Although I still treasure the basketball, something happened to my unique appreciation of cold weather. Perhaps Washington winter seems like a new experience again because I basically missed last winter, recovering indoors from surgery. That was not the most fun I ever had, but at least they kept me warm. Incredibly, this winter seems more trying than last year's.
I used to keep a stiff upper lip about the cold. I would talk about how our less pleasant weather simply makes us appreciate, all the more, when spring bursts forth in a riot of daffodils, tulips and cherry blossoms all over town. And waiting at the end of that stifling summer humidity is the incomparable Eastern fall, with crisp, clear days and falling leaves. Through all of this, we rarely have smog one can actually see. (That's because it rains a lot, all year long, but that's another story.) And whatever happened to my fascination with furry coats, bulky sweaters, hats, scarfs and boots? Now all I can think of is that there are parts of my body I haven't seen since September.
Springtime seems awfully far away. I'm moving (again) in a few weeks to a Washington suburb. The last time I moved was also in February, in a foot of snow, and when I approached my cozy new residence the police had closed down the street because President Reagan was having dinner with my new neighbor, Sen. Mark O. Hatfield (R-Ore.), who must have forgotten to invite me.
"You're moving in, now? " the policewoman asked in disbelief.
"Nobody told me the President would be here," I pleaded.
After I coaxed the police into letting me near my front door, I discovered there had been a power failure, and my mahogany china cabinet was moved past the police lines and the television camera crews (there to watch the President, not my unbelievable move) and up three flights of stairs by candlelight.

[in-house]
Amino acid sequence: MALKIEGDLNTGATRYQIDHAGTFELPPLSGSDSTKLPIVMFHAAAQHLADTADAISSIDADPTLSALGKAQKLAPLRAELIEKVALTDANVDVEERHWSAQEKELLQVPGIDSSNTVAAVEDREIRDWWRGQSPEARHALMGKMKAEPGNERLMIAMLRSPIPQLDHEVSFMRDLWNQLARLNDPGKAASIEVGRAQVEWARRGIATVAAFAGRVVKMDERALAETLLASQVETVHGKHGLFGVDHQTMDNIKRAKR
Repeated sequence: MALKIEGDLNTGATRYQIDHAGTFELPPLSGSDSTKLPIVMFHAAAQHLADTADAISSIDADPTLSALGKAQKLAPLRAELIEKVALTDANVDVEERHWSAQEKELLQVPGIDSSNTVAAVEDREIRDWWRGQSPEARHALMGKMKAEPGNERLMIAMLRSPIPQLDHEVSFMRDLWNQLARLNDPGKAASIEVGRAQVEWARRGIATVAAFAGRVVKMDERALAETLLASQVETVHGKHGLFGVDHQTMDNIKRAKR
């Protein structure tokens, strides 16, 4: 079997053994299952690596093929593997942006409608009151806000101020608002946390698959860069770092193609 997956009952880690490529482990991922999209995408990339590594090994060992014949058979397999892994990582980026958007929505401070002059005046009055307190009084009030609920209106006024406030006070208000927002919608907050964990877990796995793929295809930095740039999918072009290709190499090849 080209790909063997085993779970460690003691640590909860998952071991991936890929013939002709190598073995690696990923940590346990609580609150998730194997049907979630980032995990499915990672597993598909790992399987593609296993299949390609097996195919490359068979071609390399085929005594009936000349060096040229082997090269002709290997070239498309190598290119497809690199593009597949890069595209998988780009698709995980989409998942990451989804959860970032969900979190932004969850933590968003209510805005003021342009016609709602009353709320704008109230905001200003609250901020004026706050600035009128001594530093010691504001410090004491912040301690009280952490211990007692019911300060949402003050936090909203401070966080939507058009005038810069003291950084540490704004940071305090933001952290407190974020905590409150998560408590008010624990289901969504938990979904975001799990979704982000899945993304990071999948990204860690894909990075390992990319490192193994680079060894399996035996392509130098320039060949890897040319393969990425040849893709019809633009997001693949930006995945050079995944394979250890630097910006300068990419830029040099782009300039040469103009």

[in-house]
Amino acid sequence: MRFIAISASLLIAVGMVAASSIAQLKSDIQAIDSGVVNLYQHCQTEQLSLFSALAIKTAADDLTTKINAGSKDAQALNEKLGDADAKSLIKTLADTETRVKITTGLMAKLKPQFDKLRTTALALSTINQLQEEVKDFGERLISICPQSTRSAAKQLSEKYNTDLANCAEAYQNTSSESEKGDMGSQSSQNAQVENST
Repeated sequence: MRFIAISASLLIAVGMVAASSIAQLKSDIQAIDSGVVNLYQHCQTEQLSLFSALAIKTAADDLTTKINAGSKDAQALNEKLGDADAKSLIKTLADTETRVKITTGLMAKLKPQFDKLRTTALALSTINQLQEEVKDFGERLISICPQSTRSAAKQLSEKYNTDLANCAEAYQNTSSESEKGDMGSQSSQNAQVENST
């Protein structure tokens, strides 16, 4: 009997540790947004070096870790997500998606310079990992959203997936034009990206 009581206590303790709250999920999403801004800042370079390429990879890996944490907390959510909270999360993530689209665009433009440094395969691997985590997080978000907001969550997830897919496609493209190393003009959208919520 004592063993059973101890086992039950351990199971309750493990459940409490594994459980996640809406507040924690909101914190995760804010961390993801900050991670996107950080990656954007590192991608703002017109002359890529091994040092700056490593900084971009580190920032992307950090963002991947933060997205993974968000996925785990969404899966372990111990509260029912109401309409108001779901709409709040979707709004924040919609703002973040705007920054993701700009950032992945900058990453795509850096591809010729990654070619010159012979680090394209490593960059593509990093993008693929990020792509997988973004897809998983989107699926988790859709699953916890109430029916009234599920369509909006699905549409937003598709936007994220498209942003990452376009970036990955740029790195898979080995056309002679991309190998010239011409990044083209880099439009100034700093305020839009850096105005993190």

And still, I refused to admit the obvious, that my new home had this slight problem: the winter weather.
But this year, the cold reality of below-zero wind chill has hit me like a snowball in the face, like a car skidding out of control into a lamp post. I mean, I really hate it! And if I have the symptom, weather wimposis, do I have the dreaded California snobbery? Will I, too, decide that Washington is a so-totally lousy place?
I know that is not true, at least not for me. I love the hustle-bustle of the news happening all around town, the high energy level of the city's workaholics and the ability to go anywhere quickly in subways and cabs. And, when the entire weather picture is taken into account, I even like the cyclical cleansing of the soul and psyche that accompanies the dramatic change of the seasons, when it looks as though you'd moved into a new neighborhood. There are airplanes to whisk a new Washingtonian to loved ones far away, and when you get there, you're treated like a visiting celebrity, even if they think you have rocks in your head for moving away. My husband and many friends are here, and for me they are home more than the city is, just as they are for anybody in any place. I figure that makes all homes about equal, so everybody's wrong in this home-superiority war.
But, like most of the more stupid wars, I'm sure this one will wage on and on. I'm sure many thoughtless Californians will continue to sniff at life on the East Coast, just as many insensitive Easterners will dump on the California life style, on the clogged freeways, the dirty air, the weird movie stars, the veg-heads, the lousy college basketball teams . . . I could go on and on.
But if you like where you live, you can let your guard down. You can have a good laugh and even admit to the grains of truth in the statements of critics.
So, I give up. I admit it. It's cold here. But it's home, even to some weather wimps.